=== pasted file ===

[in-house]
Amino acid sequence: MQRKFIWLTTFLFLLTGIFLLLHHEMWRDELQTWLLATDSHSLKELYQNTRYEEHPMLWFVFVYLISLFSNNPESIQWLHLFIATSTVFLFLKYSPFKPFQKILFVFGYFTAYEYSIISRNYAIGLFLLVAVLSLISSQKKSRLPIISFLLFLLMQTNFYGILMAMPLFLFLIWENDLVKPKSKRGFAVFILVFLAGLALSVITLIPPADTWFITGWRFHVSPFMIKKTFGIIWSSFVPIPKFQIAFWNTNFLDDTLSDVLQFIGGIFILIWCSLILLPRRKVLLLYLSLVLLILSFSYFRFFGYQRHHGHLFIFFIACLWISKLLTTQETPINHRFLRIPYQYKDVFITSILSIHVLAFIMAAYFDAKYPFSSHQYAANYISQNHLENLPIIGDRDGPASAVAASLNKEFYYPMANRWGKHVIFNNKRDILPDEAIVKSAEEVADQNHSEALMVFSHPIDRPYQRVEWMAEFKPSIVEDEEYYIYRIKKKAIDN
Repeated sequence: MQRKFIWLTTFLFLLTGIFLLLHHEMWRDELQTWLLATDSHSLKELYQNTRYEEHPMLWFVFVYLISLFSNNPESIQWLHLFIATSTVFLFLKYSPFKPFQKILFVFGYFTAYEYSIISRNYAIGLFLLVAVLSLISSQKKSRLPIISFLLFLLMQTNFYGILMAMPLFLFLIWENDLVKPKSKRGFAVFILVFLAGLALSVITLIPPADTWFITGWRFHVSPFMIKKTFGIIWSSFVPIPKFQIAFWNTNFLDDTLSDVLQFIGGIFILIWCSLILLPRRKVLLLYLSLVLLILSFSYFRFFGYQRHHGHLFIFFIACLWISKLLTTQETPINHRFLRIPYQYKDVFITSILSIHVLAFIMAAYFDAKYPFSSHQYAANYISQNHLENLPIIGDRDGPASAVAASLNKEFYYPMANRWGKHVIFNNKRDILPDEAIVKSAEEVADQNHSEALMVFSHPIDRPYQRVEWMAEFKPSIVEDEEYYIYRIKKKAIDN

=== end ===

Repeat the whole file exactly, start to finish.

[in-house]
Amino acid sequence: MQRKFIWLTTFLFLLTGIFLLLHHEMWRDELQTWLLATDSHSLKELYQNTRYEEHPMLWFVFVYLISLFSNNPESIQWLHLFIATSTVFLFLKYSPFKPFQKILFVFGYFTAYEYSIISRNYAIGLFLLVAVLSLISSQKKSRLPIISFLLFLLMQTNFYGILMAMPLFLFLIWENDLVKPKSKRGFAVFILVFLAGLALSVITLIPPADTWFITGWRFHVSPFMIKKTFGIIWSSFVPIPKFQIAFWNTNFLDDTLSDVLQFIGGIFILIWCSLILLPRRKVLLLYLSLVLLILSFSYFRFFGYQRHHGHLFIFFIACLWISKLLTTQETPINHRFLRIPYQYKDVFITSILSIHVLAFIMAAYFDAKYPFSSHQYAANYISQNHLENLPIIGDRDGPASAVAASLNKEFYYPMANRWGKHVIFNNKRDILPDEAIVKSAEEVADQNHSEALMVFSHPIDRPYQRVEWMAEFKPSIVEDEEYYIYRIKKKAIDN
Repeated sequence: MQRKFIWLTTFLFLLTGIFLLLHHEMWRDELQTWLLATDSHSLKELYQNTRYEEHPMLWFVFVYLISLFSNNPESIQWLHLFIATSTVFLFLKYSPFKPFQKILFVFGYFTAYEYSIISRNYAIGLFLLVAVLSLISSQKKSRLPIISFLLFLLMQTNFYGILMAMPLFLFLIWENDLVKPKSKRGFAVFILVFLAGLALSVITLIPPADTWFITGWRFHVSPFMIKKTFGIIWSSFVPIPKFQIAFWNTNFLDDTLSDVLQFIGGIFILIWCSLILLPRRKVLLLYLSLVLLILSFSYFRFFGYQRHHGHLFIFFIACLWISKLLTTQETPINHRFLRIPYQYKDVFITSILSIHVLAFIMAAYFDAKYPFSSHQYAANYISQNHLENLPIIGDRDGPASAVAASLNKEFYYPMANRWGKHVIFNNKRDILPDEAIVKSAEEVADQNHSEALMVFSHPIDRPYQRVEWMAEFKPSIVEDEEYYIYRIKKKAIDN